In one embodiment of the methodology in accordance with the present invention, the lapping plate is rotated from about 20 to about 100 RPMs with the conditioning ring rotating in the same direction of rotation as that of the lapping plate but only at about 0.5 to about 0.9 of the RPMs of the lapping plate. Pressure contact of the conditioning ring with the lapping plate ranges from about 2 to about 15 psi with the conditioning ring containing abrasive particles such as diamond particles of about 80 to about 320 micron particle size with about 160 microns as an average working particle abrasive size. Kinetics of the lapping plate and conditioning ring relationship provide geometry of the grooves, severity of the grooves including peaks to valleys. Lapping plates produced by the method of the invention are suitable for lapping and polishing slider ABS surfaces and any other surface requiring precision lapping and polishing utilizing a soft material lapping plate. During the conditioning and texturing of the lapping plate, the abrasive particles utilized by the conditioning ring are hard mounted in materials which do not release the particles thus the process produces lapping plate grooving without any foreign contamination or residue buildup.
The lapping plate is considered a soft lapping plate surface and is comprised of about 97.5 percent tin compounded with various other materials. The textured lapping plate surface is produced with grooves comprising at least about 5 to about 10 percent of the lapping plate surface. Various grooved profiles are generated by the relative RPM motions of the lapping plate and conditioning ring. Grooves have different angles of grain attached which produce and control relative direction of lapping when utilizing the lapping plate surface against a subject surface to be lapped and polished.
Although specific embodiments have been illustrated and described herein, it will be appreciated by those of ordinary skill in the art that any arrangement that is calculated to achieve the same purpose may be substituted for the specific embodiments shown. The foregoing description of the preferred embodiments of the invention have been presented for the purposes of illustration and description. They are not intended to be exhaustive or to limit the invention to the precise form disclosed. Many modifications and variations are possible in light of the above teaching. It is intended that the scope of the invention be limited not with this detailed description, but rather by the claims appended hereto.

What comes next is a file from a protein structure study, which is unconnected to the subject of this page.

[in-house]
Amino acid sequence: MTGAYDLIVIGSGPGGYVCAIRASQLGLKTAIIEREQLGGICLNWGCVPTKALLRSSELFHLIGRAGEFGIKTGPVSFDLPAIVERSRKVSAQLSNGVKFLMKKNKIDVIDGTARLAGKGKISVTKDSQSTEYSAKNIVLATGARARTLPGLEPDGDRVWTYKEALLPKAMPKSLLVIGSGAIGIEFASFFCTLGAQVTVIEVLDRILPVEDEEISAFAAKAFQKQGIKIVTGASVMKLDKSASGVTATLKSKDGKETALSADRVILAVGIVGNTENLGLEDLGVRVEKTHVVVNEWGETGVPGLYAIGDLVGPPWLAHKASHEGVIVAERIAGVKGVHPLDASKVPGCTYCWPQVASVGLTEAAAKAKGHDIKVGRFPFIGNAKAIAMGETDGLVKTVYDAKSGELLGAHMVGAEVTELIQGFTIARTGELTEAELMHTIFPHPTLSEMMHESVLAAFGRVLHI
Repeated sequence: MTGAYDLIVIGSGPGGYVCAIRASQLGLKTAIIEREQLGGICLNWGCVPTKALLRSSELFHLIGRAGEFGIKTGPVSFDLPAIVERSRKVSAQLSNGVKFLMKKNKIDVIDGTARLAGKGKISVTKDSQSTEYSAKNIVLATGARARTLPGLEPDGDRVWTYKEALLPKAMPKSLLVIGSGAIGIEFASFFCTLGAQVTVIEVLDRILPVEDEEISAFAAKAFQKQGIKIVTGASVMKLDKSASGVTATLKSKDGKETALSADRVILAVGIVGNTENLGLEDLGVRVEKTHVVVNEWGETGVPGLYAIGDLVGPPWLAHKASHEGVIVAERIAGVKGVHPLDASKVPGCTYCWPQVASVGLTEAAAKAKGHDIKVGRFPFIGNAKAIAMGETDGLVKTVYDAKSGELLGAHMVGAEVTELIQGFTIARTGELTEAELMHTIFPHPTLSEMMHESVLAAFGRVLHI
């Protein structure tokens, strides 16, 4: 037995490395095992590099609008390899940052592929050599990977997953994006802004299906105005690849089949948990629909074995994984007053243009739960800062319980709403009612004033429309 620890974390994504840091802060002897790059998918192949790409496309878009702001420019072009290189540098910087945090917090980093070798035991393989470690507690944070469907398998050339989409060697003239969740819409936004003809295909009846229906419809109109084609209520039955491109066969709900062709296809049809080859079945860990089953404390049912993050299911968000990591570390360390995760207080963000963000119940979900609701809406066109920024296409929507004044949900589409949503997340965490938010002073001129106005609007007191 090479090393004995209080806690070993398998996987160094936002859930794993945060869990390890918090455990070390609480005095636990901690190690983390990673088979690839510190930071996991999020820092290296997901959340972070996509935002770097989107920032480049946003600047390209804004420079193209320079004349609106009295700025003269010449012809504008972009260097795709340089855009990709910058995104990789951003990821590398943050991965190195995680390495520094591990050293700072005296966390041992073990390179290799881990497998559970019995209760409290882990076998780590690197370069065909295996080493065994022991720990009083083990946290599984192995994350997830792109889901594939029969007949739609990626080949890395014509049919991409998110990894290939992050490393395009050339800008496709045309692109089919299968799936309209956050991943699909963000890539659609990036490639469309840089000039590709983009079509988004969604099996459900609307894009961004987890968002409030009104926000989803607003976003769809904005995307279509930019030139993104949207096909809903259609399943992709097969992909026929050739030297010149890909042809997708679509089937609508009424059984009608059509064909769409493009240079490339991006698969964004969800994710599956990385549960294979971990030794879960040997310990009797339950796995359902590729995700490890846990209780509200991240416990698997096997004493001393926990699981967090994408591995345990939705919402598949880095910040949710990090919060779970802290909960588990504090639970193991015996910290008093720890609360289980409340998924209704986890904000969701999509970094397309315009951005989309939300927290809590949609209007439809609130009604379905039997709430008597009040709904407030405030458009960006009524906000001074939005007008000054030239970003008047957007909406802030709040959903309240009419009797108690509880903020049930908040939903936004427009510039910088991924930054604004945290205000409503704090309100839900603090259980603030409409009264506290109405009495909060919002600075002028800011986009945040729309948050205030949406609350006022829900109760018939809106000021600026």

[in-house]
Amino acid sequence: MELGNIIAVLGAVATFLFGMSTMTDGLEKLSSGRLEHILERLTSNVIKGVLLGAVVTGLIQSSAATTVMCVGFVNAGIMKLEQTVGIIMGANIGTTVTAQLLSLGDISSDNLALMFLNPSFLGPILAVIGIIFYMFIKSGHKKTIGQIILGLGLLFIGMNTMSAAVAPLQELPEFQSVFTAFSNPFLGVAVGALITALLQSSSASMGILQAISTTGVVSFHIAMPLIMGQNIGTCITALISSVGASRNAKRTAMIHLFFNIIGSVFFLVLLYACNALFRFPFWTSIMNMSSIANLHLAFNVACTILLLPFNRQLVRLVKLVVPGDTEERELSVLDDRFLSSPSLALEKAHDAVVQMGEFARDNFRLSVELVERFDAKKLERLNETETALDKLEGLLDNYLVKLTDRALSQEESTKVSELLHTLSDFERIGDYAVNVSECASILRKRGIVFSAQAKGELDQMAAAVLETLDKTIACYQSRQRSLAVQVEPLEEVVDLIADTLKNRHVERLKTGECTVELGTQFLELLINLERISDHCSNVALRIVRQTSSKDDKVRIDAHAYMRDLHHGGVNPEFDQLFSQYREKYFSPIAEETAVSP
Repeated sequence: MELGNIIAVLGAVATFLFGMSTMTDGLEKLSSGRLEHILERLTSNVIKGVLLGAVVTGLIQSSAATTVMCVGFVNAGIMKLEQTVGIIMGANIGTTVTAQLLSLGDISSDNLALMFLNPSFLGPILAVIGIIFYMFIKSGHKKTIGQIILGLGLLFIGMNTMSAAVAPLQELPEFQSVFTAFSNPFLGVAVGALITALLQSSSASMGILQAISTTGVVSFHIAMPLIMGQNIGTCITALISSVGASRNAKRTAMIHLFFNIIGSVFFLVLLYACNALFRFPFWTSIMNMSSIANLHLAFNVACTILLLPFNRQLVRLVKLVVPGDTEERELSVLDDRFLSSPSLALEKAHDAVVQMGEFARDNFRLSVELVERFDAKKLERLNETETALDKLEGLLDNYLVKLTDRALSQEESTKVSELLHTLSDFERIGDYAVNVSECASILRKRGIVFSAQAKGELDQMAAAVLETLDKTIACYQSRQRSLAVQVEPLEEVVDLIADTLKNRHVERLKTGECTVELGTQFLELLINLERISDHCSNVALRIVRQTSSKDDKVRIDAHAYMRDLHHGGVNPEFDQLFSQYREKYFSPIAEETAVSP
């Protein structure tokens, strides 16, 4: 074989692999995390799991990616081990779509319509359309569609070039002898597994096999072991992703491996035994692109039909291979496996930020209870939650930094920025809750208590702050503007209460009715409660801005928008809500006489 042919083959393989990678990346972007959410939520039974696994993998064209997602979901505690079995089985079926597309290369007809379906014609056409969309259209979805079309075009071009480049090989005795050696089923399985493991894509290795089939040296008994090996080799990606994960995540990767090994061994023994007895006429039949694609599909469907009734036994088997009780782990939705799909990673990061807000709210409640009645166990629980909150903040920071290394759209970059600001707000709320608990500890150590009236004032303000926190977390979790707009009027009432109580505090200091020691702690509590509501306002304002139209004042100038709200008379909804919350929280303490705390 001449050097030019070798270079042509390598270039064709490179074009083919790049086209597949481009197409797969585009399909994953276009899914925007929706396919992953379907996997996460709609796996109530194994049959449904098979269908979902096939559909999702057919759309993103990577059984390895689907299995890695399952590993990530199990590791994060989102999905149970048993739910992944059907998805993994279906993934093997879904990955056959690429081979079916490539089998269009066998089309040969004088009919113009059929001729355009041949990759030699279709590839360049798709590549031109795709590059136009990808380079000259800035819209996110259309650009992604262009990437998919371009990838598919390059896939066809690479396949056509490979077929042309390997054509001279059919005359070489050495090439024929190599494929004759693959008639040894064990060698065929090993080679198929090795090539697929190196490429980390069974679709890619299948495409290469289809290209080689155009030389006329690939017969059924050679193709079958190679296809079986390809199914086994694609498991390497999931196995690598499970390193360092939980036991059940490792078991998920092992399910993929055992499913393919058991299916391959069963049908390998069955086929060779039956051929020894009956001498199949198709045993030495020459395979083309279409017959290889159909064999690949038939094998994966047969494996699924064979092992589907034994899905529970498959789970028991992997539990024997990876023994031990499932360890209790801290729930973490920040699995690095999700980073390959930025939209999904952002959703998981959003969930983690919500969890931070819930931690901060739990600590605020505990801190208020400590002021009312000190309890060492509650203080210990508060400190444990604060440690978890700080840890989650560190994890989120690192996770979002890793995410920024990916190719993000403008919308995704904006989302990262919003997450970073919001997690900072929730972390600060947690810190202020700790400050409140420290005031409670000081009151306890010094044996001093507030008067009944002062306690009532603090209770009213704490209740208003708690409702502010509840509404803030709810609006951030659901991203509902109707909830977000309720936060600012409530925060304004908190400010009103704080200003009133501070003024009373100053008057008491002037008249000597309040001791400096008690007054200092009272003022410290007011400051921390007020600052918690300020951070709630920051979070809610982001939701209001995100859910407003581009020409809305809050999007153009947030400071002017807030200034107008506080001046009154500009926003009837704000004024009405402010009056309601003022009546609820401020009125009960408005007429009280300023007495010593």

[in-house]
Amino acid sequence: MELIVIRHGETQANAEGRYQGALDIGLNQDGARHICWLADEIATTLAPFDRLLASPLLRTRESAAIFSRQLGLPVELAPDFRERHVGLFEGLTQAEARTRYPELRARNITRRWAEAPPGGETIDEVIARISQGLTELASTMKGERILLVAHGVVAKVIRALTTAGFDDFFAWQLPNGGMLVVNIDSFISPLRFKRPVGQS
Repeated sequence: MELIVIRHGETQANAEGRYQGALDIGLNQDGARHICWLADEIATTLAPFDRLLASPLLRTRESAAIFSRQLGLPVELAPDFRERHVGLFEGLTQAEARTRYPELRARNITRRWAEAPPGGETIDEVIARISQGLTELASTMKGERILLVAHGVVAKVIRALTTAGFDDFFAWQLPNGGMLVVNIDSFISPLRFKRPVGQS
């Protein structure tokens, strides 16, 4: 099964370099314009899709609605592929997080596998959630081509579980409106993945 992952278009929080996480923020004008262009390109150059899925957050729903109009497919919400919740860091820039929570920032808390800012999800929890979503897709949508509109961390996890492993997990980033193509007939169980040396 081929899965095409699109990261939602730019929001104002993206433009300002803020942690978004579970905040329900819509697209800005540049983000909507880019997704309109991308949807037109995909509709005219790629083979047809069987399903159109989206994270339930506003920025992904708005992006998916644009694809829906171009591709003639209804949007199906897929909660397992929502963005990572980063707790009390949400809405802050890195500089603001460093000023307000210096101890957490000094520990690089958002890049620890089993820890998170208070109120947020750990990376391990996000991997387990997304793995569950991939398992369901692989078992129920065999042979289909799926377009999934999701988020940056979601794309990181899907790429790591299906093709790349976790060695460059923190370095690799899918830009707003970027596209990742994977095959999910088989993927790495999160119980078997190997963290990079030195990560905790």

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|U.S. Classification||451/36, 451/63|
|International Classification||B24B37/04, B24B53/017, B24B53/007|
|Cooperative Classification||B24B53/017, B24B37/048|
|European Classification||B24B53/017, B24B37/04F|
|Sep 14, 1998||AS||Assignment|
Owner name: INTERNATIONAL BUSINESS MACHINES CORPORATION, NEW Y
Free format text: ASSIGNMENT OF ASSIGNORS INTEREST;ASSIGNORS:DUBROVSKIY, MIKHAIL YURIY;MARKEVITCH, YURI IGOR;SALDIVAR, SILOE FLORES;AND OTHERS;REEL/FRAME:009457/0247;SIGNING DATES FROM 19980827 TO 19980904
|Sep 26, 2000||CC||Certificate of correction|
|Jan 8, 2003||AS||Assignment|
Owner name: MARIANA HDD B.V., NETHERLANDS
Free format text: ASSIGNMENT OF ASSIGNORS INTEREST;ASSIGNOR:INTERNATIONAL BUSINESS MACHINES CORPORATION;REEL/FRAME:013663/0348
Effective date: 20021231
|Feb 4, 2003||AS||Assignment|
Owner name: HITACHI GLOBAL STORAGE TECHNOLOGIES NETHERLANDS B.
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|Sep 25, 2003||FPAY||Fee payment|
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|Sep 23, 2011||FPAY||Fee payment|
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|Oct 25, 2012||AS||Assignment|
Owner name: HGST, NETHERLANDS B.V., NETHERLANDS